• Boldness creates fear; fear creates authority. A big, bold move gives the appearance that you are more powerful than you are. If you make a move suddenly it inspires more fear than doing the same move slowly. Once you have set a precedent, people will fear you going forward
• When you talk, people aren't just listening to what you say. They are judging your tone of voice and asking themselves, does this person have authority. Avoid smiling, only do so if it happens naturally. Become comfortable with pauses. Drop the tone of your voice at the end of a sentence (do not increase it like you would a question). Don't nod too much, you'll lose credibility. Nerves cause you to speed up, so intentionally slow down. 'When you have a great present to give someone you don't thrust it at them. You check in with them. You pause, you wait. You smile. Do the same in a presentation.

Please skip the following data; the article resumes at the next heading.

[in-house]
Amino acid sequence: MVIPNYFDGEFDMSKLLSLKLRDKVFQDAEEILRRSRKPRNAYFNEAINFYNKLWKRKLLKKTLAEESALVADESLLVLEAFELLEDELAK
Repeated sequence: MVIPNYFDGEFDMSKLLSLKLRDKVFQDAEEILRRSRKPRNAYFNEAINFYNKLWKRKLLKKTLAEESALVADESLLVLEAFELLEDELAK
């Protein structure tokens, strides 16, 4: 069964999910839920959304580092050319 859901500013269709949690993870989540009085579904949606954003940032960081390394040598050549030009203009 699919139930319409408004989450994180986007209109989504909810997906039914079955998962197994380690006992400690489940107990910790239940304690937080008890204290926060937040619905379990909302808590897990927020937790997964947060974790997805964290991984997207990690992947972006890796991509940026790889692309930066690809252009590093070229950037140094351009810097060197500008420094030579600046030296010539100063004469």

• The use of technical terms adds the perception of expertise. Using specific facts and figures makes you look like an expert and that you've investigated the issue. A well-tailored suit can result in deference from strangers: 3.5 x more people followed a person wearing a suit who walked into traffic at a crossing.
• Excuses and apologies are often avoided by the powerful as they create doubts about your competency and other mistakes that you might have made.
• People have a 'latitude of acceptance' however this can be broken if the source is highly credible.
8. Availability Heuristic
• Anything that is given attention will lead people to overestimate its importance. A communicator who is able to focus a person's attention on a key element pre-loads it with importance. Persuaders often draw our attention to the most favorable feature before they talk about the product. For example: a furniture website that features fluffy clouds as the background causes visitors to place more importance on comfort.
8. Consistency and Commitment Bias
• Humans are creatures of habit and control. They like to see consistency and predictability. This is why we are so scared of natural disasters. By being unpredictable you will exhaust people and make them flustered and unbalanced.